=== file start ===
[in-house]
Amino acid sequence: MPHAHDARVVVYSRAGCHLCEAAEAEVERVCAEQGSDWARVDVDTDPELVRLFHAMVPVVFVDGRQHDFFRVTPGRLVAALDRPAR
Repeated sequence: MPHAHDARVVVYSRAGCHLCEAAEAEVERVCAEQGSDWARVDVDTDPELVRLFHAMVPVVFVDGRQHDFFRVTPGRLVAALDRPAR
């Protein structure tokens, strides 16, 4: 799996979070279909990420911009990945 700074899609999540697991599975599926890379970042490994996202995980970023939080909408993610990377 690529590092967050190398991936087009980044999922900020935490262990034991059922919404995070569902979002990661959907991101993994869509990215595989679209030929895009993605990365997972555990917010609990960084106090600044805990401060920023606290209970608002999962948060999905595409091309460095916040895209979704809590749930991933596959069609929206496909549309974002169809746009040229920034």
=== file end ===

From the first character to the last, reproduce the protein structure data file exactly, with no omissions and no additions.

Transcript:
[in-house]
Amino acid sequence: MPHAHDARVVVYSRAGCHLCEAAEAEVERVCAEQGSDWARVDVDTDPELVRLFHAMVPVVFVDGRQHDFFRVTPGRLVAALDRPAR
Repeated sequence: MPHAHDARVVVYSRAGCHLCEAAEAEVERVCAEQGSDWARVDVDTDPELVRLFHAMVPVVFVDGRQHDFFRVTPGRLVAALDRPAR
């Protein structure tokens, strides 16, 4: 799996979070279909990420911009990945 700074899609999540697991599975599926890379970042490994996202995980970023939080909408993610990377 690529590092967050190398991936087009980044999922900020935490262990034991059922919404995070569902979002990661959907991101993994869509990215595989679209030929895009993605990365997972555990917010609990960084106090600044805990401060920023606290209970608002999962948060999905595409091309460095916040895209979704809590749930991933596959069609929206496909549309974002169809746009040229920034």